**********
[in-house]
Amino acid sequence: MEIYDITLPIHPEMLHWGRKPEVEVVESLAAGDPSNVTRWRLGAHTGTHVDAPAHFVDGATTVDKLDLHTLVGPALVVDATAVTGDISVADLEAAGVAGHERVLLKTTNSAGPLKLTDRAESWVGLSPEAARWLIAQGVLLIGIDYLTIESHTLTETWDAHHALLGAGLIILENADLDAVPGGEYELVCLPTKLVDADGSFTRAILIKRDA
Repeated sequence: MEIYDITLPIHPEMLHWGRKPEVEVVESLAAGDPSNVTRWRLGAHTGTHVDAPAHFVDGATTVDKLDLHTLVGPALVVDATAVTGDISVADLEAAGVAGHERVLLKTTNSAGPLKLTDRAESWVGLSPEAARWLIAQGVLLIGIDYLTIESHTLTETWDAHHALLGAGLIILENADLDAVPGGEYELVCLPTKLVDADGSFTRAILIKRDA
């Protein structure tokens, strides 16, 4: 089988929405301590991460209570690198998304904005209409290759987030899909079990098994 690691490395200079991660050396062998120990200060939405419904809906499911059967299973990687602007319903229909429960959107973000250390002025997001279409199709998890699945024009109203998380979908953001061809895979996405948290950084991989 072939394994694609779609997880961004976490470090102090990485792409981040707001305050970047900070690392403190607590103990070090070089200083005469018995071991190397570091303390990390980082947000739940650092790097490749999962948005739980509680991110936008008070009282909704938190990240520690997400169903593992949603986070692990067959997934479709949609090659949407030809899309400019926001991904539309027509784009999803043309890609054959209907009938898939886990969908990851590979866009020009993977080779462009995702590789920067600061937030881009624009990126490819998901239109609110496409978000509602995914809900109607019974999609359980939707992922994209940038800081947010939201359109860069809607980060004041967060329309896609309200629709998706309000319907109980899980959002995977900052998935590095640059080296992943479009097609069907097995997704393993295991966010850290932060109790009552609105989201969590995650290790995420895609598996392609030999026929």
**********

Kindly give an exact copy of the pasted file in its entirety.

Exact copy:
[in-house]
Amino acid sequence: MEIYDITLPIHPEMLHWGRKPEVEVVESLAAGDPSNVTRWRLGAHTGTHVDAPAHFVDGATTVDKLDLHTLVGPALVVDATAVTGDISVADLEAAGVAGHERVLLKTTNSAGPLKLTDRAESWVGLSPEAARWLIAQGVLLIGIDYLTIESHTLTETWDAHHALLGAGLIILENADLDAVPGGEYELVCLPTKLVDADGSFTRAILIKRDA
Repeated sequence: MEIYDITLPIHPEMLHWGRKPEVEVVESLAAGDPSNVTRWRLGAHTGTHVDAPAHFVDGATTVDKLDLHTLVGPALVVDATAVTGDISVADLEAAGVAGHERVLLKTTNSAGPLKLTDRAESWVGLSPEAARWLIAQGVLLIGIDYLTIESHTLTETWDAHHALLGAGLIILENADLDAVPGGEYELVCLPTKLVDADGSFTRAILIKRDA
């Protein structure tokens, strides 16, 4: 089988929405301590991460209570690198998304904005209409290759987030899909079990098994 690691490395200079991660050396062998120990200060939405419904809906499911059967299973990687602007319903229909429960959107973000250390002025997001279409199709998890699945024009109203998380979908953001061809895979996405948290950084991989 072939394994694609779609997880961004976490470090102090990485792409981040707001305050970047900070690392403190607590103990070090070089200083005469018995071991190397570091303390990390980082947000739940650092790097490749999962948005739980509680991110936008008070009282909704938190990240520690997400169903593992949603986070692990067959997934479709949609090659949407030809899309400019926001991904539309027509784009999803043309890609054959209907009938898939886990969908990851590979866009020009993977080779462009995702590789920067600061937030881009624009990126490819998901239109609110496409978000509602995914809900109607019974999609359980939707992922994209940038800081947010939201359109860069809607980060004041967060329309896609309200629709998706309000319907109980899980959002995977900052998935590095640059080296992943479009097609069907097995997704393993295991966010850290932060109790009552609105989201969590995650290790995420895609598996392609030999026929």